And German intelligence has confirmed that 95 % of rebels fighters are Islamists from outside Syria.
    It's therefore hard to show that the Syrian opposition is decrible group

  • rate this
    0

    Comment number 14.

    Cameron's policy makers need to catch up a bit. The conflict in Syria is now between Sunni and Shia and if he were to arm the rebels, he would essentially be backing Sunni militants. Even if Assad is removed from power there will still be that sectarian conflict for years to come.

  • rate this
    0

    Comment number 13.

    The Communists may have theoretically disappeared, but the new Mafiosi apparatchiks who rule Russia now still see advantages in destabilising other countries, then offering "assistance" in order to weasel in to advantageous positions in resource rich countries.

  • rate this
    0

    Comment number 12.

    Re 8-have agreed with this view on every forum.
    It is a great pity that Putin is such a charmer(NOT)and still bemoans the loss of The Cold War.In present World we could really do with a Russian leader who favours harmony and co-operation(and even integration)with The West.In med/long term it would be in all our interests to see USA+EU+Russia pulling together against China.No chance with Putin !!

  • rate this
    +1

    Comment number 11.

    Trace the money flows and you will find who is fanning the flames.

    It takes two to argue, but it usually takes a third hidden party to cause a conflict by stirring the pot.

  • rate this
    +1

    Comment number 10.

    The host country can really empathise with the Syrian position, where effectively two branches of the same religion keep warring with each other. It needs people to change their attitudes. Mandela changed from terrorist to respected statesman, and even Mcguinness came round to the idea that peace works.

  • rate this
    +1

    Comment number 9.

    #4 WoelsMe...I agree with you on that...US & Russian arms dealers want to make money. Doesn't mean we like it! But the other countries need to stay out of it. We've had enough war! It's time to let the world see some peace for a change. Giving meds, food, etc to refugees is ok but escalating the civil war with arms won't end it but make it worse. I sometimes dislike my gov a great deal...US :(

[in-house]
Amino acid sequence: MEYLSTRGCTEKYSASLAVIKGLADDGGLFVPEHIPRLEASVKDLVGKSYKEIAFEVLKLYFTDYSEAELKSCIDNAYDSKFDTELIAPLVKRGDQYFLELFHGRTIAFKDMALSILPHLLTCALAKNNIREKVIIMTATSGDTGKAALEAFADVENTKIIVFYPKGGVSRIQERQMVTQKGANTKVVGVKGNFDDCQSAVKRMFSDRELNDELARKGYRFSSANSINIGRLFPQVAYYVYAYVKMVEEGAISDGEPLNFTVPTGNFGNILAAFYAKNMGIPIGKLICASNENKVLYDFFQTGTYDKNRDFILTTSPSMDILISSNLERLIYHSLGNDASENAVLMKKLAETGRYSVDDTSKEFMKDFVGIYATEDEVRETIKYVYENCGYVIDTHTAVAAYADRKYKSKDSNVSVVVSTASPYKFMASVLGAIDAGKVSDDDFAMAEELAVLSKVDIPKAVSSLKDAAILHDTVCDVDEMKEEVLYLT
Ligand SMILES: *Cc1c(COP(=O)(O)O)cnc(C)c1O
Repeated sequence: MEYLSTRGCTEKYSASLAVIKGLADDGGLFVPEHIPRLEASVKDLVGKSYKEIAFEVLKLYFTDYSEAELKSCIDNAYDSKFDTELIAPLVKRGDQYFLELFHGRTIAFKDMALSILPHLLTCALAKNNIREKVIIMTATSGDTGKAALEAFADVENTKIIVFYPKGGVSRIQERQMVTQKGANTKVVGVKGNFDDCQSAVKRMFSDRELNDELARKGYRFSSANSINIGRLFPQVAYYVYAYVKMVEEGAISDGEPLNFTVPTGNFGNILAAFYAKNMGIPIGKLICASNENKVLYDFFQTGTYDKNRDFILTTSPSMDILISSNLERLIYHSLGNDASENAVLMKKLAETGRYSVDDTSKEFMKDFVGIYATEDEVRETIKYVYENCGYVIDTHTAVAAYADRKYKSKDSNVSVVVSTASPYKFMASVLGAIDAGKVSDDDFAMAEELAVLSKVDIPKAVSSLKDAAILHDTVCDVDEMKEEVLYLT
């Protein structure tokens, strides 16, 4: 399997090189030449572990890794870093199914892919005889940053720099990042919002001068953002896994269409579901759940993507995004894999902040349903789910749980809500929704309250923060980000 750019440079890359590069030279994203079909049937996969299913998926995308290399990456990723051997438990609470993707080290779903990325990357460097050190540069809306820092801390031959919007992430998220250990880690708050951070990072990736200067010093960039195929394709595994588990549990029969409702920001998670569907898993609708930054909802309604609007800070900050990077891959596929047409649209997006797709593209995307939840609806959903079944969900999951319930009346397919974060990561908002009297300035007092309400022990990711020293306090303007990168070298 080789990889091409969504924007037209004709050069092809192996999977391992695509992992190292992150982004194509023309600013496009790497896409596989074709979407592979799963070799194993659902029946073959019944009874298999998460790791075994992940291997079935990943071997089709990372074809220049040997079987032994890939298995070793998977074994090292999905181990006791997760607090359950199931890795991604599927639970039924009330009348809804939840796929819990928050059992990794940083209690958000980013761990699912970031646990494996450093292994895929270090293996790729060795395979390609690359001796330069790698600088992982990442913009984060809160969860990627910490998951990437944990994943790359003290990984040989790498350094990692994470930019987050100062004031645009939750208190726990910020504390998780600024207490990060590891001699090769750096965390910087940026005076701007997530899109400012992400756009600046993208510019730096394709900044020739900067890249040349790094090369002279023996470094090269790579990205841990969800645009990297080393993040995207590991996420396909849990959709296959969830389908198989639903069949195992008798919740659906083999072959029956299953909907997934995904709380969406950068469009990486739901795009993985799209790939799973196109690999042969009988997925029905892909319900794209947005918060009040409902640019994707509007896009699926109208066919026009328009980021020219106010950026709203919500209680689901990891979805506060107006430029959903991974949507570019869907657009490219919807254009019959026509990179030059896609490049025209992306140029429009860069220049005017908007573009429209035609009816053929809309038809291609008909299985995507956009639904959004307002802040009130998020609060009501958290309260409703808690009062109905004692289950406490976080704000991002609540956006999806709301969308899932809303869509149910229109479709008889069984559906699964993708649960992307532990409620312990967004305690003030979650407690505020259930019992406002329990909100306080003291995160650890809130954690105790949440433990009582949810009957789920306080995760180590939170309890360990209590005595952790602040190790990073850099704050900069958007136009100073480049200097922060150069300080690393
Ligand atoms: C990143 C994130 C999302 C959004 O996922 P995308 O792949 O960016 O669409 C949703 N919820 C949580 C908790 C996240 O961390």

• rate this
    +7

    Comment number 8.

    Every forum I've read on this matter shows the public are overwhelmingly against arming terrorists and interfering in the affairs of Syria.

    The public are increasingly aware that the Syrian 'uprising' has been orchestrated by foreign powers from the start. Not in our name.

  • rate this
    +1

    Comment number 7.

    Syria is none of our business, it is none of Russia's and Putin's business, and it is none of America's business. The conflict is too complected and intricate for any of the G8 to enter it without making it worse, so the ONLY thing that should be discussed is how best to help the Syrian people caught in the middle, because whether Assad or the rebels win, the people lose.

  • rate this
    0

    Comment number 6.

    Syria is tearing itself apart. How does it help them if the rest of the world is arguing about it, too?

  • rate this
    +5

    Comment number 5.

    How can we expect any movement towards peace when countries from the Arabian Peninsula continue to fan the flames of escalating sectarian violence. We can't say we're not involved or to blame, when we prop up these Wahabi regimes with wealth, whilst turning a blind eye to their appalling human rights and religious agenda.

  • rate this
    +1

    Comment number 4.

    I agree with you nccure65, however, it sort of is an economic issue: the governments of both G8 principals (Russia and US) each have strong lobbies from their respective arms manufacturers, and both make a great deal of money from the sale of weapons systems. Unfortunately.